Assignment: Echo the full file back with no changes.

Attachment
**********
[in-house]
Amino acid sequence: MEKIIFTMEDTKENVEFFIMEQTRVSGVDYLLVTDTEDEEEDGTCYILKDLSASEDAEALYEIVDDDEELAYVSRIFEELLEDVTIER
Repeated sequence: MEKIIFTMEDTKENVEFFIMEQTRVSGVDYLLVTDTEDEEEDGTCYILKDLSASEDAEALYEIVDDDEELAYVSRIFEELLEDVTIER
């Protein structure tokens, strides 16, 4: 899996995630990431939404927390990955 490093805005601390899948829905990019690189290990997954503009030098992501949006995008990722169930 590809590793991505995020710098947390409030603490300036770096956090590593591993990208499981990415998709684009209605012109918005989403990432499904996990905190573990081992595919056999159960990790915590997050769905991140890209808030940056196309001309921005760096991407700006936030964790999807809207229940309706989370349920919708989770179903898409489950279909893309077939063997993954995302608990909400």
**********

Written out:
[in-house]
Amino acid sequence: MEKIIFTMEDTKENVEFFIMEQTRVSGVDYLLVTDTEDEEEDGTCYILKDLSASEDAEALYEIVDDDEELAYVSRIFEELLEDVTIER
Repeated sequence: MEKIIFTMEDTKENVEFFIMEQTRVSGVDYLLVTDTEDEEEDGTCYILKDLSASEDAEALYEIVDDDEELAYVSRIFEELLEDVTIER
């Protein structure tokens, strides 16, 4: 899996995630990431939404927390990955 490093805005601390899948829905990019690189290990997954503009030098992501949006995008990722169930 590809590793991505995020710098947390409030603490300036770096956090590593591993990208499981990415998709684009209605012109918005989403990432499904996990905190573990081992595919056999159960990790915590997050769905991140890209808030940056196309001309921005760096991407700006936030964790999807809207229940309706989370349920919708989770179903898409489950279909893309077939063997993954995302608990909400």